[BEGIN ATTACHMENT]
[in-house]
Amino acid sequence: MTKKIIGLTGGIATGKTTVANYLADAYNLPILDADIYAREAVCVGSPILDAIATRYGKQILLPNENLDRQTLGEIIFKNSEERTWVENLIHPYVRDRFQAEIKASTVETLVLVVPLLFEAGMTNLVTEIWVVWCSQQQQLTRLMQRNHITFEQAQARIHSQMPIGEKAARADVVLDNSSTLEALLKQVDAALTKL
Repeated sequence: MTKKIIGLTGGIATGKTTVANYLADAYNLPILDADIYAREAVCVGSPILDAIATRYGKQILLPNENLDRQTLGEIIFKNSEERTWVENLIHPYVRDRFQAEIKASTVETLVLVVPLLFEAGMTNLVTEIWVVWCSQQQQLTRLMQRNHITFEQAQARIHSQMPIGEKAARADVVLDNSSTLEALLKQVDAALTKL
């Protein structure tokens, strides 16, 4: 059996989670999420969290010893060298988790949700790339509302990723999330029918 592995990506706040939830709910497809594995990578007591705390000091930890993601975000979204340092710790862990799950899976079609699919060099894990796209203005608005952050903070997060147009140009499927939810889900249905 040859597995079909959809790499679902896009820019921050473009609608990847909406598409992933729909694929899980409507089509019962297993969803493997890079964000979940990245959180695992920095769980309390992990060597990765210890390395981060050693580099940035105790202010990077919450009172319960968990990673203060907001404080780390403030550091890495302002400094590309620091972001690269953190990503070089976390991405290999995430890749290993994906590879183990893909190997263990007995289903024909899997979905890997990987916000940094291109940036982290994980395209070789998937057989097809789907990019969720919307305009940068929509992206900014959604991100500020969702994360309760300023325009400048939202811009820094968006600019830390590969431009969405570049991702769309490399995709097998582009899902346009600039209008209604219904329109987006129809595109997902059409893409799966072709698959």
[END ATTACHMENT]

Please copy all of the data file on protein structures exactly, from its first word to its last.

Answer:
[in-house]
Amino acid sequence: MTKKIIGLTGGIATGKTTVANYLADAYNLPILDADIYAREAVCVGSPILDAIATRYGKQILLPNENLDRQTLGEIIFKNSEERTWVENLIHPYVRDRFQAEIKASTVETLVLVVPLLFEAGMTNLVTEIWVVWCSQQQQLTRLMQRNHITFEQAQARIHSQMPIGEKAARADVVLDNSSTLEALLKQVDAALTKL
Repeated sequence: MTKKIIGLTGGIATGKTTVANYLADAYNLPILDADIYAREAVCVGSPILDAIATRYGKQILLPNENLDRQTLGEIIFKNSEERTWVENLIHPYVRDRFQAEIKASTVETLVLVVPLLFEAGMTNLVTEIWVVWCSQQQQLTRLMQRNHITFEQAQARIHSQMPIGEKAARADVVLDNSSTLEALLKQVDAALTKL
């Protein structure tokens, strides 16, 4: 059996989670999420969290010893060298988790949700790339509302990723999330029918 592995990506706040939830709910497809594995990578007591705390000091930890993601975000979204340092710790862990799950899976079609699919060099894990796209203005608005952050903070997060147009140009499927939810889900249905 040859597995079909959809790499679902896009820019921050473009609608990847909406598409992933729909694929899980409507089509019962297993969803493997890079964000979940990245959180695992920095769980309390992990060597990765210890390395981060050693580099940035105790202010990077919450009172319960968990990673203060907001404080780390403030550091890495302002400094590309620091972001690269953190990503070089976390991405290999995430890749290993994906590879183990893909190997263990007995289903024909899997979905890997990987916000940094291109940036982290994980395209070789998937057989097809789907990019969720919307305009940068929509992206900014959604991100500020969702994360309760300023325009400048939202811009820094968006600019830390590969431009969405570049991702769309490399995709097998582009899902346009600039209008209604219904329109987006129809595109997902059409893409799966072709698959």